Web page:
Saturday, November 26, 2022





Thursday, November 24, 2022

Access to healthcare: More primary care and no financial barriers for anyone

A recent study by Matthew Toth and Lauren Palmer from the Research Triangle Institute (RTI) evaluated the impact of the Center for Medicare and Medicaid Services (CMS) Financial Alignment Initiative (FAI) on access to primary care by those people who are eligible for both Medicare and Medicaid. These people are called “dual-eligibles” and represent about 13% of Medicare recipients. The FAI aimed to increase coordination of care, and the authors discovered that it did increase primary care access, to some degree, in 6 of the 9 states in which this demonstration project was implemented. In one state where it did not, Washington, eligibility for the program required people to have multiple morbidities (chronic diseases), and so the authors speculate that it increased access in other states for “healthier” dual eligibles.

There is nothing wrong with this study, or the program it studies, insofar as they go. But it raises two major issues. The first is that the program is yet another example of how the federal government continues to tinker around the edges of a completely flawed healthcare system by experimenting with one program after another that might possibly help, to some degree, a small portion of our population. This is not to say that the people who were studied, those eligible for both Medicare (by age or disability) and Medicaid (by poverty) are not deserving of better access to care and care coordination; certainly, they are. But we all are. Because we have some people who are eligible for Medicare and some people who are eligible for Medicaid and lots of people who are eligible for neither, and many people who are uninsured, and many more are grossly underinsured, we have fragmented our population and made financial access both unwieldy, far from comprehensive, and incredibly expensive. If this study (maybe) shows that the improvement in access was more for those “dual-eligibles” without multiple morbidities, is this bad? Well, it’s bad that they weren’t getting coordinated care in the first place!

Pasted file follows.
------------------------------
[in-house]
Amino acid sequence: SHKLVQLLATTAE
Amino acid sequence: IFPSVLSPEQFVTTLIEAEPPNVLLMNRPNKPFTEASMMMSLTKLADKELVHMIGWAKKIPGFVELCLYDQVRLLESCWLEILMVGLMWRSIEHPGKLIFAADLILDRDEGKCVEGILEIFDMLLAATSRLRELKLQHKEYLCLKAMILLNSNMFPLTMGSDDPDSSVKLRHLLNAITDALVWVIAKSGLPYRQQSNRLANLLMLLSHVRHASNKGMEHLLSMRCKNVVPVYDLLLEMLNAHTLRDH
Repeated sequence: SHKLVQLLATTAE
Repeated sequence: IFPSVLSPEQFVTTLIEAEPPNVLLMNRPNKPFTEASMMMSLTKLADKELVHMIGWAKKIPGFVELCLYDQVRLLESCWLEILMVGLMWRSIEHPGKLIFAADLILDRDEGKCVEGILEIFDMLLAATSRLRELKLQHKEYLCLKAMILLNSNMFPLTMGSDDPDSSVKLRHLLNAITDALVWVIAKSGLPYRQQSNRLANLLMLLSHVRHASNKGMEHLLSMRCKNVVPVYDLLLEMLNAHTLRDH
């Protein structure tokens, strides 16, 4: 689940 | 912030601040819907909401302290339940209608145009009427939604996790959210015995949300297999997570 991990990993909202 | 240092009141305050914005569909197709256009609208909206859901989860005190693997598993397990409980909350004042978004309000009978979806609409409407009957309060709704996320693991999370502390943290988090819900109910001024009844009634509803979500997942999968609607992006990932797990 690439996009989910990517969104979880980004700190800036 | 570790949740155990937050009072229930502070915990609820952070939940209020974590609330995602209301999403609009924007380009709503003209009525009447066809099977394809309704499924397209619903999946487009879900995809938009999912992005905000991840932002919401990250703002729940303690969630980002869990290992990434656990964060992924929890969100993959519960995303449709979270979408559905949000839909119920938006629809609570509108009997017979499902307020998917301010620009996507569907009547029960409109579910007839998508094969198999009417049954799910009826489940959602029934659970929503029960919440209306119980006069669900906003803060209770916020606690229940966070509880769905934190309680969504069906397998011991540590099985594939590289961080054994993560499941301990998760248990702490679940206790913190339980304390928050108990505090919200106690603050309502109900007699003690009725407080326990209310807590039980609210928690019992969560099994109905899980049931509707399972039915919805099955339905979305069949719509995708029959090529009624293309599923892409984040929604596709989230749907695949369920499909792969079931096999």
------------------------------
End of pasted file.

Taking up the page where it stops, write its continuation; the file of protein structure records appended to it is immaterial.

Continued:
Here I need to take a break, before going on to the second issue, to put in a word or two for our medical insurance companies and large hospital systems. They are not doing badly. Indeed, the outrageous excess cost of our health system, two to three times (or more) per capita than other OECD countries despite leaving large numbers of people uncovered, is due almost entirely to their profit-taking. They are doing well, thank you, along with the drug manufacturers, even while rural and inner-city safety net hospitals are going broke taking care of poor and uninsured (and sick) people, and millions of Americans go without care or receive inadequate care. The words – I’ll go with two – are rapacious thieves.